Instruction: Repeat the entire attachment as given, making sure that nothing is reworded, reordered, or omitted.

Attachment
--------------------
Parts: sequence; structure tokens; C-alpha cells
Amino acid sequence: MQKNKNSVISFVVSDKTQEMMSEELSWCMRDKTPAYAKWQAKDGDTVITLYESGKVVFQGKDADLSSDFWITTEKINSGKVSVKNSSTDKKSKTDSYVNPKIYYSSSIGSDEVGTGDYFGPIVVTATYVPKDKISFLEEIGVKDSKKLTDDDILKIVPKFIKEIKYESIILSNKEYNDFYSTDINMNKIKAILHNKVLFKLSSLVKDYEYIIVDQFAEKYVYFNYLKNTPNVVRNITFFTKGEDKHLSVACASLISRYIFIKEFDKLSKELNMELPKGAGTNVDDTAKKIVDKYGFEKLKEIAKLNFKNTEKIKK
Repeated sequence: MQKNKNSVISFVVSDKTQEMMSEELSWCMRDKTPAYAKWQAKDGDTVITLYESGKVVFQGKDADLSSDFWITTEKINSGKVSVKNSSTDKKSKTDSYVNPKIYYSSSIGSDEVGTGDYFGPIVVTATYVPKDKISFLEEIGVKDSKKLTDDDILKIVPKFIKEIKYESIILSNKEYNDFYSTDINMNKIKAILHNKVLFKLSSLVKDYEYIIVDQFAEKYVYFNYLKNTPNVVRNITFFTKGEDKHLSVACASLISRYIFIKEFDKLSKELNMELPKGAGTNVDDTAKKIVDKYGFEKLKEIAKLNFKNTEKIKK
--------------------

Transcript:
Parts: sequence; structure tokens; C-alpha cells
Amino acid sequence: MQKNKNSVISFVVSDKTQEMMSEELSWCMRDKTPAYAKWQAKDGDTVITLYESGKVVFQGKDADLSSDFWITTEKINSGKVSVKNSSTDKKSKTDSYVNPKIYYSSSIGSDEVGTGDYFGPIVVTATYVPKDKISFLEEIGVKDSKKLTDDDILKIVPKFIKEIKYESIILSNKEYNDFYSTDINMNKIKAILHNKVLFKLSSLVKDYEYIIVDQFAEKYVYFNYLKNTPNVVRNITFFTKGEDKHLSVACASLISRYIFIKEFDKLSKELNMELPKGAGTNVDDTAKKIVDKYGFEKLKEIAKLNFKNTEKIKK
Repeated sequence: MQKNKNSVISFVVSDKTQEMMSEELSWCMRDKTPAYAKWQAKDGDTVITLYESGKVVFQGKDADLSSDFWITTEKINSGKVSVKNSSTDKKSKTDSYVNPKIYYSSSIGSDEVGTGDYFGPIVVTATYVPKDKISFLEEIGVKDSKKLTDDDILKIVPKFIKEIKYESIILSNKEYNDFYSTDINMNKIKAILHNKVLFKLSSLVKDYEYIIVDQFAEKYVYFNYLKNTPNVVRNITFFTKGEDKHLSVACASLISRYIFIKEFDKLSKELNMELPKGAGTNVDDTAKKIVDKYGFEKLKEIAKLNFKNTEKIKK